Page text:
Your eight-week shape-up plan
Follow this expert guide to getting fit in eight weeks.
Thu Sep 9 2010
Running can increase your overall energy and stamina, but getting motivated can be tough if you don't know where or how to start. We tapped marathoner, triple Ironman champ and author of The Athlete's Way Christopher Bergland to create the following eight-week plan designed to get even the laziest ass in gear.
Set goals, choose routes and get gear
Time commitment: 20 minutes of cardio a day, for three days
Start by setting a clear-cut objective for yourself, like finishing a 5K race or losing those pesky last five pounds. "Always make sure that the goal is challenging, but doable," Bergland advises. "If you're just starting out, aim for a minimum of 20 to 30 minutes of easy jogging (a pace at which you can hold a conversation without getting out of breath) every other day this week." To monitor your progress, create a training log on MyMapRun.com.
Build aerobic base and reinforce routine
Time commitment: 20 minutes of cardio a day, for five days
Focus on continuing to build your aerobic base by upping your schedule to five runs per week. "Because consistency increases your chances of sticking with your routine, plan to run at the same time on each workout day," Bergland recommends.
Introduce resistance training
Time commitment: 20 minutes of cardio a day, for five days; plus 15 minutes of strength training a day, for three days
Introduce a quick full-body weight-lifting circuit into your routine in order to improve muscle tone and increase bone density. Focus on form and use light weights (start with 3 to 10 pounds, depending on your size) to avoid injury. After your runs, do one to three sets of 10 to 12 repetitions of exercises for each major muscle group, three times a week.
Add flexibility work
Time commitment: 20 minutes of cardio per day, for five days; plus 15 minutes of strength training and ten minutes of stretching, for three days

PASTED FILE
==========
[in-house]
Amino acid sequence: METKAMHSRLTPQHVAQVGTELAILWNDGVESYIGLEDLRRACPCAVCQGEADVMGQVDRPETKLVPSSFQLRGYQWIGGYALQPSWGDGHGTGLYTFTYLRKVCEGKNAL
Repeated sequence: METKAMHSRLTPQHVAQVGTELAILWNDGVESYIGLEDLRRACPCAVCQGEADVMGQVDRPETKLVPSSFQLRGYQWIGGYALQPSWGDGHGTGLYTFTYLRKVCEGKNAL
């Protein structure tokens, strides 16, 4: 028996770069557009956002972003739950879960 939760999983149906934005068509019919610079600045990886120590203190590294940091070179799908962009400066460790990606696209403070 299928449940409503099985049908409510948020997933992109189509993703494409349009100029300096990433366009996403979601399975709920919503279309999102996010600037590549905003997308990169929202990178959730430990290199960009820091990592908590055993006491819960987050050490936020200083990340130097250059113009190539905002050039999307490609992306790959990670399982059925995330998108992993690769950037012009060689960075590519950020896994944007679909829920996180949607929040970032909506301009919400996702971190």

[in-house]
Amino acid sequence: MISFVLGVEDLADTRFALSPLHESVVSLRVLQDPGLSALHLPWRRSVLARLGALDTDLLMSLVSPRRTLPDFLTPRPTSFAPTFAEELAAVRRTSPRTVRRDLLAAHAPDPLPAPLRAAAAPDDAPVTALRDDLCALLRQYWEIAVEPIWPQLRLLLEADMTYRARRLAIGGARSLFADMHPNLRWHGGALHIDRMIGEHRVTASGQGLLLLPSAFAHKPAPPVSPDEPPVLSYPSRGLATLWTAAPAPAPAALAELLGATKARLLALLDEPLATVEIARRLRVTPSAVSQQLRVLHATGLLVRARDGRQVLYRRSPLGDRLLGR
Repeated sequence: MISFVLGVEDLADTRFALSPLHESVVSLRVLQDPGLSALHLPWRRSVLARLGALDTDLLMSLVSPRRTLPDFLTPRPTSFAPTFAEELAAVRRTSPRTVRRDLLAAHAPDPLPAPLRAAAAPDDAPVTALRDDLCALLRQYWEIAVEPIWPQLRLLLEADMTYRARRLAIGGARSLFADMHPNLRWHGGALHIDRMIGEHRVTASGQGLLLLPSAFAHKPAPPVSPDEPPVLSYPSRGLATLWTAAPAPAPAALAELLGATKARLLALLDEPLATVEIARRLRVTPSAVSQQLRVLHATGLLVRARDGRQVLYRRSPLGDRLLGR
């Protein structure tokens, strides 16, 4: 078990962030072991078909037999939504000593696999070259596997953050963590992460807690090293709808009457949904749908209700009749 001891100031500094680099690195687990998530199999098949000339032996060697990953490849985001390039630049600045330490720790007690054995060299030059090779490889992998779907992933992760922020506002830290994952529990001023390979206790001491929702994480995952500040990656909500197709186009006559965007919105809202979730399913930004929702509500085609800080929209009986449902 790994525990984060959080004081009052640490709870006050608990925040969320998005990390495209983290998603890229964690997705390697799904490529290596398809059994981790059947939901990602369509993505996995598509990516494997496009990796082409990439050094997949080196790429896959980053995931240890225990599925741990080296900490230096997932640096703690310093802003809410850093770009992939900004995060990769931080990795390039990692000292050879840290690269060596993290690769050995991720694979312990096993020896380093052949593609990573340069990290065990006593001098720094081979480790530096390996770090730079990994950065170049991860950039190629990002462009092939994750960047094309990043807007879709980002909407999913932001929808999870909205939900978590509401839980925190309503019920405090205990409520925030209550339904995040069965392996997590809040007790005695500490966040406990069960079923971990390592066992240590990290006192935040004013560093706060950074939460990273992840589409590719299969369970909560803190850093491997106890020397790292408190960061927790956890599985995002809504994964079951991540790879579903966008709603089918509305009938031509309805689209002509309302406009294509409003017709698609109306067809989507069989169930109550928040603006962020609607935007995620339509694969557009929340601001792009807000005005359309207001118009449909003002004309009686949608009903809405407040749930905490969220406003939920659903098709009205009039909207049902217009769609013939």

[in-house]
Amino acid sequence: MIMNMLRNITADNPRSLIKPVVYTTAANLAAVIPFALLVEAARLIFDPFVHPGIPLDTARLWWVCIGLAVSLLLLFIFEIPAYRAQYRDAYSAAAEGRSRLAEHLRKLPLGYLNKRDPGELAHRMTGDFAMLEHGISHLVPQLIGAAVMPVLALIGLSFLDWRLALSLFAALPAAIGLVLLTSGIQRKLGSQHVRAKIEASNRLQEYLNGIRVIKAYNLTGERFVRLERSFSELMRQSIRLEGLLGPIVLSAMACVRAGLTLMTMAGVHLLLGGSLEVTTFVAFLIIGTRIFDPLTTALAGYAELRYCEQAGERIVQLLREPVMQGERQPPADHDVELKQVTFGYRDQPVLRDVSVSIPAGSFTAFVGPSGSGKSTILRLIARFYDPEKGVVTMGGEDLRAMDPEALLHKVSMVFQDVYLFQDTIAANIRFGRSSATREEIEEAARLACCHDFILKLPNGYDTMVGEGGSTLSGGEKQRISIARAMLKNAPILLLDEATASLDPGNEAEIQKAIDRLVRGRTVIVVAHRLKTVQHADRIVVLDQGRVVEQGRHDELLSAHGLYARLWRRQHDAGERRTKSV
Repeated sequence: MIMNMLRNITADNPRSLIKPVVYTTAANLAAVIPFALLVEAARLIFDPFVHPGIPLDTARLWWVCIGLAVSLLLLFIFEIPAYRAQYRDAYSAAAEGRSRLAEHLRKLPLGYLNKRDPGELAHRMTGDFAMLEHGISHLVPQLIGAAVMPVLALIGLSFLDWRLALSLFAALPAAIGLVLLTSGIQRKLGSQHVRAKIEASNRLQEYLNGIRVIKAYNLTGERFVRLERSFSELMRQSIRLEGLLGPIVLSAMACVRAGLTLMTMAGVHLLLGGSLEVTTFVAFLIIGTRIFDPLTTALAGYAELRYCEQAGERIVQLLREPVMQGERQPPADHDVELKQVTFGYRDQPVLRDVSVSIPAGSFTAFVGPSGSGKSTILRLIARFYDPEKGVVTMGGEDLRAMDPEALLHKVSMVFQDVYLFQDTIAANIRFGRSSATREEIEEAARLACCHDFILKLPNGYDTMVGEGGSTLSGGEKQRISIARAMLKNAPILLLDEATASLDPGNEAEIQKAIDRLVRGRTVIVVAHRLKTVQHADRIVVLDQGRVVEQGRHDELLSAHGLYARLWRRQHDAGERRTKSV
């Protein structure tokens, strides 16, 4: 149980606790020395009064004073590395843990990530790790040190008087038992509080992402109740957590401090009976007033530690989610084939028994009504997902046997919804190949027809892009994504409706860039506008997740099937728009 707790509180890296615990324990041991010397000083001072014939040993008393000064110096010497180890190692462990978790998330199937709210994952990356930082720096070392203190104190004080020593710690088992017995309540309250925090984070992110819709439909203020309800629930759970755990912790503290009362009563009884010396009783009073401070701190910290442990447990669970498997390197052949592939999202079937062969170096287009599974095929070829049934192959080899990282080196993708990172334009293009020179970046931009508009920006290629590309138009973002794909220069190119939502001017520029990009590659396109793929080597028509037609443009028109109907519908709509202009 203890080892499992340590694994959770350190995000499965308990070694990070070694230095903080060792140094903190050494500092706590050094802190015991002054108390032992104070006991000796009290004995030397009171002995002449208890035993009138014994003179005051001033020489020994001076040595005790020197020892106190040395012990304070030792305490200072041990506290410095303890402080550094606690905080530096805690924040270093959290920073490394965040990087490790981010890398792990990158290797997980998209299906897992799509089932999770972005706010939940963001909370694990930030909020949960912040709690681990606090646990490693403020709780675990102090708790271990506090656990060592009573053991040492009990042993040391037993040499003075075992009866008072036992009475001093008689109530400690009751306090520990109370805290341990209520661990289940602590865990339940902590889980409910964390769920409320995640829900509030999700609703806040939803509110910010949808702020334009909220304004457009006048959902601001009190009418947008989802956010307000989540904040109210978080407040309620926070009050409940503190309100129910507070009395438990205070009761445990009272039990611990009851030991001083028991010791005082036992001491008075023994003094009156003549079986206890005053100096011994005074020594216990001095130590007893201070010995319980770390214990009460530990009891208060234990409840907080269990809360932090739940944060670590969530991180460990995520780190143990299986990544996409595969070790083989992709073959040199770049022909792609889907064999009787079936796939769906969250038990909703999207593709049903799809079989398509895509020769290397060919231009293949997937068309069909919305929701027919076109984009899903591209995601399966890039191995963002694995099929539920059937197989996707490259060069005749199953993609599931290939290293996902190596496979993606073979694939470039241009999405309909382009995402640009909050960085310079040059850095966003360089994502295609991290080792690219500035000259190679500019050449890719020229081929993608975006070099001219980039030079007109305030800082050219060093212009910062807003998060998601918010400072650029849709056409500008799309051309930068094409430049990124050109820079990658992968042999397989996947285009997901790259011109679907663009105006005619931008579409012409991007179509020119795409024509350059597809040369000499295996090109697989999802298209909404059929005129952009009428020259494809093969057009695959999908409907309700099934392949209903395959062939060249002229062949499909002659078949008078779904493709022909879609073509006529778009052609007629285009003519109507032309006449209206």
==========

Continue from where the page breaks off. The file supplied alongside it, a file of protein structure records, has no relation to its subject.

It's time to enhance your workout with some flexibility exercises or yoga. A move that targets your quads: Use your left hand to lift your left foot and pull your heel toward your butt. (You'll feel the stretch on the front of your thigh.) Another good one: Stretch your calves by using a wall or stairs and lifting your toes against the surface while keeping your heel down and leaning into the maneuver. If you aren't accustomed to stretching or yoga poses, start very slowly and don't push too hard. "Gaining flexibility is a gradual process, and if you try to rush the process you will get injured," cautions Bergland.
Tackle interval of hill training
Time commitment: 20 minutes of cardio, for four days; and 20 minutes of intervals for one day; plus 15 minutes of strength training and ten minutes of stretching, for three days
Now that you've established an aerobic base, kick things up a notch by supplementing your usual cardio with interval training. "Intervals are short bursts of increased exertion followed by a recovery period that you repeat a specific number of times," Bergland explains. "They're key to breaking out of a plateau and increasing your fitness level." Begin with four three-minute bursts followed by two-minute recovery on one of your workout days this week.
Do a race-pace "tempo" test
Time commitment: 20 minutes of cardio, for four days, and 20 minutes of cardio for one day going as hard and fast as you can; plus 15 minutes of strength training and ten minutes of stretching, for three days
Whether or not your eight-week jump-start program will conclude with an actual race, use this week to see how fast you can cover a specific amount of distance. One day this week, push yourself as hard as you can for 20 minutes. Take note of the distance you cover and use this as a benchmark to monitor your level of fitness.
Endurance training: go long and slow
Time commitment: 20 minutes of cardio for four days and 40 minutes of cardio for one day, plus 15 minutes of strength training and 10 minutes of stretching for ten minutes for three days
You know that training log you've dutifully been keeping since the first week? Take another look and determine what your longest distance is to date. One day this week, aim to surpass that distance. "There is no pressure to go fast—just focus on being slow and steady and not giving up when it gets tough," says Bergland. "Make the routine your own, and establish rituals so that you don't launch into an internal debate every time you want to work out." You can also use tricks like packing your gym bag in advance or laying out your clothes the night before. Maybe even plan a reward for yourself—like a fun activity—that you can look forward to as you exercise.
Realize goal. Recommit to lifestyle changes.
Time commitment: 20 minutes of cardio for five days, plus 15 minutes of strenth-training and ten minutes of stretching for three days
Congratulations! You did it! Now comes the hard part: Sticking with it. From here on out, adapt your runs to increase the challenge level (such as upping the distance or length of time you run), but listen to your body and don't bite off more than you can chew.